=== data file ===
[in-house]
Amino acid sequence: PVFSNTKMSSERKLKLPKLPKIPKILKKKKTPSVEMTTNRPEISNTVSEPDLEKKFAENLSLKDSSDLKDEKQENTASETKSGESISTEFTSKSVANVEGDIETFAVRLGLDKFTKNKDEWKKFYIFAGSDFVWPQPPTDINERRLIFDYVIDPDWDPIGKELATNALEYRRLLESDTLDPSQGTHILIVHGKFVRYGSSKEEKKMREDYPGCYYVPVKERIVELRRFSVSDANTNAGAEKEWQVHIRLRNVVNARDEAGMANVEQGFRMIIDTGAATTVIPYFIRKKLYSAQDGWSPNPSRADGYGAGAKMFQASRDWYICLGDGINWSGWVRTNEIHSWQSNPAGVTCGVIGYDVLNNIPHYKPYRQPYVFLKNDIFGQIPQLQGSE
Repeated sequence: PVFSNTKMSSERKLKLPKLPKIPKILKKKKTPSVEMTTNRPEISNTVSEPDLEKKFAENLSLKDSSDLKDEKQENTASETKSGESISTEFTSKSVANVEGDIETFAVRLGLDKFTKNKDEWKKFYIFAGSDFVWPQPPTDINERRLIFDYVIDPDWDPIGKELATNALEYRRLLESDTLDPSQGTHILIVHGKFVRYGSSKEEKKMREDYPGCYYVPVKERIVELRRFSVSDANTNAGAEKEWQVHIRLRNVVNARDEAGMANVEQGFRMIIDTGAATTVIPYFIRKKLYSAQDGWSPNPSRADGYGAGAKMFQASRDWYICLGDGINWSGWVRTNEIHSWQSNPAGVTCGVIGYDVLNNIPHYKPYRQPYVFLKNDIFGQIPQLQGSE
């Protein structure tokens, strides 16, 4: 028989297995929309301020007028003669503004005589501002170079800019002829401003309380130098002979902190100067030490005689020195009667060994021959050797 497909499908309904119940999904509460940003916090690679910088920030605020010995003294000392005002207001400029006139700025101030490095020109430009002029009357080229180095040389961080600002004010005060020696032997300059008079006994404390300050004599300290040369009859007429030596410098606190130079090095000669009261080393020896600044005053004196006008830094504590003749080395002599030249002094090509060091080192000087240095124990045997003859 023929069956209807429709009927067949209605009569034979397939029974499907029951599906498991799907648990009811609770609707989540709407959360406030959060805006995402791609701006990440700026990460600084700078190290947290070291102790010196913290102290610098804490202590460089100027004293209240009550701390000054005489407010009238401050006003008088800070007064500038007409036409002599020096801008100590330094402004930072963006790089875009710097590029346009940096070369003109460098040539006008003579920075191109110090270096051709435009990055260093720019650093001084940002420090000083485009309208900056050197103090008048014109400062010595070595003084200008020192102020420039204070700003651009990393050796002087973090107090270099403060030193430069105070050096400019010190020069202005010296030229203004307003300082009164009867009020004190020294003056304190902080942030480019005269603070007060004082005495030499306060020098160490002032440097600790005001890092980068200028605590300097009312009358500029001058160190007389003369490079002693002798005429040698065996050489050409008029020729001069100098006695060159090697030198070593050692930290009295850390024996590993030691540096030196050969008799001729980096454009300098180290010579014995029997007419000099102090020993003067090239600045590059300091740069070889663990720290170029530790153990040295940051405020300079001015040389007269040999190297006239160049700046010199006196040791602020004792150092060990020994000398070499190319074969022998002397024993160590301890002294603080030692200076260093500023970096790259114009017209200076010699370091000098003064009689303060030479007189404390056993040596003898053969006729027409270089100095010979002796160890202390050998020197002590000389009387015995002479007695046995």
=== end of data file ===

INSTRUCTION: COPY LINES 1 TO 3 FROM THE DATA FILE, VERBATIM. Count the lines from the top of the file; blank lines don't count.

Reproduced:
[in-house]
Amino acid sequence: PVFSNTKMSSERKLKLPKLPKIPKILKKKKTPSVEMTTNRPEISNTVSEPDLEKKFAENLSLKDSSDLKDEKQENTASETKSGESISTEFTSKSVANVEGDIETFAVRLGLDKFTKNKDEWKKFYIFAGSDFVWPQPPTDINERRLIFDYVIDPDWDPIGKELATNALEYRRLLESDTLDPSQGTHILIVHGKFVRYGSSKEEKKMREDYPGCYYVPVKERIVELRRFSVSDANTNAGAEKEWQVHIRLRNVVNARDEAGMANVEQGFRMIIDTGAATTVIPYFIRKKLYSAQDGWSPNPSRADGYGAGAKMFQASRDWYICLGDGINWSGWVRTNEIHSWQSNPAGVTCGVIGYDVLNNIPHYKPYRQPYVFLKNDIFGQIPQLQGSE
Repeated sequence: PVFSNTKMSSERKLKLPKLPKIPKILKKKKTPSVEMTTNRPEISNTVSEPDLEKKFAENLSLKDSSDLKDEKQENTASETKSGESISTEFTSKSVANVEGDIETFAVRLGLDKFTKNKDEWKKFYIFAGSDFVWPQPPTDINERRLIFDYVIDPDWDPIGKELATNALEYRRLLESDTLDPSQGTHILIVHGKFVRYGSSKEEKKMREDYPGCYYVPVKERIVELRRFSVSDANTNAGAEKEWQVHIRLRNVVNARDEAGMANVEQGFRMIIDTGAATTVIPYFIRKKLYSAQDGWSPNPSRADGYGAGAKMFQASRDWYICLGDGINWSGWVRTNEIHSWQSNPAGVTCGVIGYDVLNNIPHYKPYRQPYVFLKNDIFGQIPQLQGSE